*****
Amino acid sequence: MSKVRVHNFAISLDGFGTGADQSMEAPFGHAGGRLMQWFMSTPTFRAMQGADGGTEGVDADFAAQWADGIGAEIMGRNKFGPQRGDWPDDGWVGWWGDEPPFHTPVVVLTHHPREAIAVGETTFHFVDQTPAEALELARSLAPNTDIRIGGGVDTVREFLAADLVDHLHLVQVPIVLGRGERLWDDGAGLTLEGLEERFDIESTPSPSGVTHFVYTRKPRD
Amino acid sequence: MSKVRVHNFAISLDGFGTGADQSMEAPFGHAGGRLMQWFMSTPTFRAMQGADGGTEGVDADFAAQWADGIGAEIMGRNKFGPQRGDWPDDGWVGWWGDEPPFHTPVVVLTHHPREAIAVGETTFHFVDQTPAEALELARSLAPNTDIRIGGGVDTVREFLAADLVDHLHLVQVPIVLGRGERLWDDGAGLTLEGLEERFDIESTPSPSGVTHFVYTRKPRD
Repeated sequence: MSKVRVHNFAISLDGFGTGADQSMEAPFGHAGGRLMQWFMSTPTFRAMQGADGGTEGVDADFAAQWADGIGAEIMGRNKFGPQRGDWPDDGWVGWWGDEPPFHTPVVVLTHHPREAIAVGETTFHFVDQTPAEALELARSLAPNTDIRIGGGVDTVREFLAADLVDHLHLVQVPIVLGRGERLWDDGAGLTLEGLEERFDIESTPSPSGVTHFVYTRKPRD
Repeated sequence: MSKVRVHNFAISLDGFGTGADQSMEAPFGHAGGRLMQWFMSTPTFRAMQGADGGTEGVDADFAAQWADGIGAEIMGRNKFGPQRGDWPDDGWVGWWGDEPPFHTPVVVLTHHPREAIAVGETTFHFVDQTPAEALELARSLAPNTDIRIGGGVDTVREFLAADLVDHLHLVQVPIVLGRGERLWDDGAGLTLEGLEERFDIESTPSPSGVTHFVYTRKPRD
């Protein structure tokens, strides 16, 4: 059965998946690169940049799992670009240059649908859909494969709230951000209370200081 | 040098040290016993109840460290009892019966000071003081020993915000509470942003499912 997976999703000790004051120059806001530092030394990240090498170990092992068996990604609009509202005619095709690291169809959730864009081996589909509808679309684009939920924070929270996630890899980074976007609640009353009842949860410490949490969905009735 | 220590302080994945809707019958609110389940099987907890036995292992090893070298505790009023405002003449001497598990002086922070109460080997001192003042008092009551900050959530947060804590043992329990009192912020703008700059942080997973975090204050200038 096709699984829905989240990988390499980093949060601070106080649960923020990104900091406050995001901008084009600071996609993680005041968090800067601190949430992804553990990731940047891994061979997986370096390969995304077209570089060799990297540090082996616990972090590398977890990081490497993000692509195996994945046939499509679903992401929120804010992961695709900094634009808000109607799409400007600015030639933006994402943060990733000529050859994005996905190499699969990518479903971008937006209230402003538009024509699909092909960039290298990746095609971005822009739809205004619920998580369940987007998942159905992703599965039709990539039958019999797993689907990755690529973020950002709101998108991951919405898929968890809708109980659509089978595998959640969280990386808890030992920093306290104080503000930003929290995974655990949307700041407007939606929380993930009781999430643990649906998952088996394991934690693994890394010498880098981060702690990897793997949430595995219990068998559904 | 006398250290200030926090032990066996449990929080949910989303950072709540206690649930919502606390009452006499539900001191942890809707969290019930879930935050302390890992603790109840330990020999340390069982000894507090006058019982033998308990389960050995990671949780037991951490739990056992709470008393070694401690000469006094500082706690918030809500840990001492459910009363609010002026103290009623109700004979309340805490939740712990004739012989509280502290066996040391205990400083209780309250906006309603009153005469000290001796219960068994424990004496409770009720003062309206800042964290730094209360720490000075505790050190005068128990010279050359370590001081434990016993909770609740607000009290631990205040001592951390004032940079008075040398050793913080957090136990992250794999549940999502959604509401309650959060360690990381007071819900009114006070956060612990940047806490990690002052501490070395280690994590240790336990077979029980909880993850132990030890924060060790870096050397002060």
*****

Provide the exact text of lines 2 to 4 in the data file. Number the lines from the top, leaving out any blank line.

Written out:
Amino acid sequence: MSKVRVHNFAISLDGFGTGADQSMEAPFGHAGGRLMQWFMSTPTFRAMQGADGGTEGVDADFAAQWADGIGAEIMGRNKFGPQRGDWPDDGWVGWWGDEPPFHTPVVVLTHHPREAIAVGETTFHFVDQTPAEALELARSLAPNTDIRIGGGVDTVREFLAADLVDHLHLVQVPIVLGRGERLWDDGAGLTLEGLEERFDIESTPSPSGVTHFVYTRKPRD
Repeated sequence: MSKVRVHNFAISLDGFGTGADQSMEAPFGHAGGRLMQWFMSTPTFRAMQGADGGTEGVDADFAAQWADGIGAEIMGRNKFGPQRGDWPDDGWVGWWGDEPPFHTPVVVLTHHPREAIAVGETTFHFVDQTPAEALELARSLAPNTDIRIGGGVDTVREFLAADLVDHLHLVQVPIVLGRGERLWDDGAGLTLEGLEERFDIESTPSPSGVTHFVYTRKPRD
Repeated sequence: MSKVRVHNFAISLDGFGTGADQSMEAPFGHAGGRLMQWFMSTPTFRAMQGADGGTEGVDADFAAQWADGIGAEIMGRNKFGPQRGDWPDDGWVGWWGDEPPFHTPVVVLTHHPREAIAVGETTFHFVDQTPAEALELARSLAPNTDIRIGGGVDTVREFLAADLVDHLHLVQVPIVLGRGERLWDDGAGLTLEGLEERFDIESTPSPSGVTHFVYTRKPRD